San Diego foreclosure auction - expert advice

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Submitted by 70Degrees on July 15, 2017 - 4:48pm

Hi folks,

I'm interested in a property that _may_ be going to foreclosure auction. I understand there are many pitfalls and caveats to this process, including that it may never hit the auction. This specific one is compelling enough for us that I can justify some time & money investigating further, but I need help.

Any recommendations on who I could engage to help perform diligence and help guide me on the actual bid process. Fully expect to pay for such help -- just not sure what kind of person has this expertise -- real estate attorney? Realtor?

Thanks

Submitted by gzz on July 16, 2017 - 3:08pm.

Few properties actually get foreclosed in a rapidly rising market, and even fewer are sold at a good price.

Submitted by recordsclerk on July 16, 2017 - 3:53pm.

If you looking at a single property, it would probably be a total waste of your time. There are 3 things that can happen at a sale. The auction can be canceled, postponed, or go to sale. If going to sale, it can sell for higher then you are willing to pay. The opening bid is undisclosed. Usually the bid amount listed is the loan amount. That doesn't assure you that it will open at that price. It may actually open lower, but don't get your hopes up. If it is listed under market there will be bidding.
It is cash sale, so you will need to bring cashier's check for the full amount. Most likely more than the full amount. They will send you the change in a couple weeks.
You are not bidding on a home, you are bidding on the loan. Know that you will need a title company to make sure you are bidding on the senior loan. That is part of the risk. You will need to pay property taxes if overdue. That can be checked on the County Website. A title company can make sure that all other liens are junior to the loan and will be wiped away during the auction. There are IRS liens, but those are not risky.
I would subscribe to foreclosure radar. You can do a lot of research on their site. I would still seek a title company to confirm that you are bidding on the first loan. You can see how many homes go up for auction and how many actually get sold to the public.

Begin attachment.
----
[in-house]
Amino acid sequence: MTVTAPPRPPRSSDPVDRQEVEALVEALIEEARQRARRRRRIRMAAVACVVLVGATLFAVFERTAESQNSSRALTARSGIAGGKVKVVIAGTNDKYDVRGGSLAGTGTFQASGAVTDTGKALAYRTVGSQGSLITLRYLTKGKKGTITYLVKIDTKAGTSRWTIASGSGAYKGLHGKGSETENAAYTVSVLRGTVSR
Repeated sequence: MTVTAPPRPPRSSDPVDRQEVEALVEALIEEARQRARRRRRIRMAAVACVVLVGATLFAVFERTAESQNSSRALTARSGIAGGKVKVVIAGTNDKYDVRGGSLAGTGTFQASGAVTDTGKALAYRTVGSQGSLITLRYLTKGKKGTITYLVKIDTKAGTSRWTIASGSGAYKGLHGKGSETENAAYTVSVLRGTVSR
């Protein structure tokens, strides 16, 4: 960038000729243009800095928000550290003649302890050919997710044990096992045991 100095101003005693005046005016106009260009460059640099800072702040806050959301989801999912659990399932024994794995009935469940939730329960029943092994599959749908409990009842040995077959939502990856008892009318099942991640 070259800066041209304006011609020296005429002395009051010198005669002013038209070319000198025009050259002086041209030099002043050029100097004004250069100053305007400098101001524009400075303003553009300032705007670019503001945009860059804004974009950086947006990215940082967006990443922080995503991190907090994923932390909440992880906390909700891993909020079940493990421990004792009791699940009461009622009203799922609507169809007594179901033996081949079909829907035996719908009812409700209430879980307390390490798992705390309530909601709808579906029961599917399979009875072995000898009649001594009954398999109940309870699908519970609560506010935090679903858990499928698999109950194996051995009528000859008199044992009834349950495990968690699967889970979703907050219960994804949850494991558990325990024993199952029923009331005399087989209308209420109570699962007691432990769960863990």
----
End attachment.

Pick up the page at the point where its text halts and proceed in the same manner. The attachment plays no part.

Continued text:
That should help you decide if it is worth it. From what I remember about 1 percent of the homes get sold and the other 99 percent are either postponed, cancelled or sold back to the bank. That was also the good old days, I'm sure it's less then 1 percent today.

Submitted by 70Degrees on July 17, 2017 - 11:21am.

Thanks, I appreciate the response. This is a single property, and I understand odds are low that it actually hits auction. It's also likely that if this one did hit, it would be beyond our budget, but it's unique enough for us that I'm willing to go through the effort just in case, and I consider it a useful educational exercise anyways :)

Property taxes I've already checked on, it's the lien situation that I need help navigating. I'll join foreclosure radar and engage a title company. Thanks

Submitted by njtosd on July 17, 2017 - 2:12pm.

For what it's worth - I would always recommend consulting with a real estate attorney if there are any issues that you have any question about. An attorney makes money whether you buy the property or not, so they are more likely to give you an objective viewpoint. I would recommend this whenever a property is purchased, but certainly in this case, which has a huge element of "let the buyer beware". (I am an attorney myself, although not of the real estate variety, and have followed this advice in the past. It saved us from making at least one very bad real estate choice, and maybe more.)

Submitted by sdsurfer on July 18, 2017 - 12:39pm.

Some good advice above, but I thought I'd throw a little optimism in the hat since it seems you do feel this is a unique opportunity.

FWIW...I think you have the right mindset thinking that it's a longshot, but sometimes things work out if you give it a shot and are a bit optimistic. I'd do as much research as you can yourself online, but I'd probably also talk to a realtor you know and get some advice for free since they do not get paid unless you close escrow. I think the model works because they have to earn your business by providing some value before they get paid.

There are definitely horror stories about wasting a lot of time with auctions and getting overbid and all, but there are people that get lucky too. I know a guy bought a duplex in Encinitas down the street from me about a year ago for 845k and I"m pretty sure that guy scored considering a place on the same street just closed for 1.6. In the instance I'm describing it was through Auction.com and you could have an agent represent you and you could get a loan on the property. There was a 5% premium and there were certain rules/disclosures you had to follow, but you could read all the rules online on their website. It was very straightforward in my opinion and I wish I would have bought the place myself, but I told myself my limit was 825k prior to participating and I had to stick to my limit when someone outbid me....in hindsight I should have gone for it, but I also always think there is another opportunity.

Good luck to you!

Submitted by givdrvr on July 18, 2017 - 5:26pm.

Ballsy move..I admire your moxie. Good luck with it...let the board know how it turns out!

Submitted by gzz on July 19, 2017 - 12:02pm.

Another reason for pessimism is there are a lot of people who flipped foreclosures when it was common. They are still out there looking for deals but with more experience. If you end up outbidding all of them, might be a case of the winner's curse.

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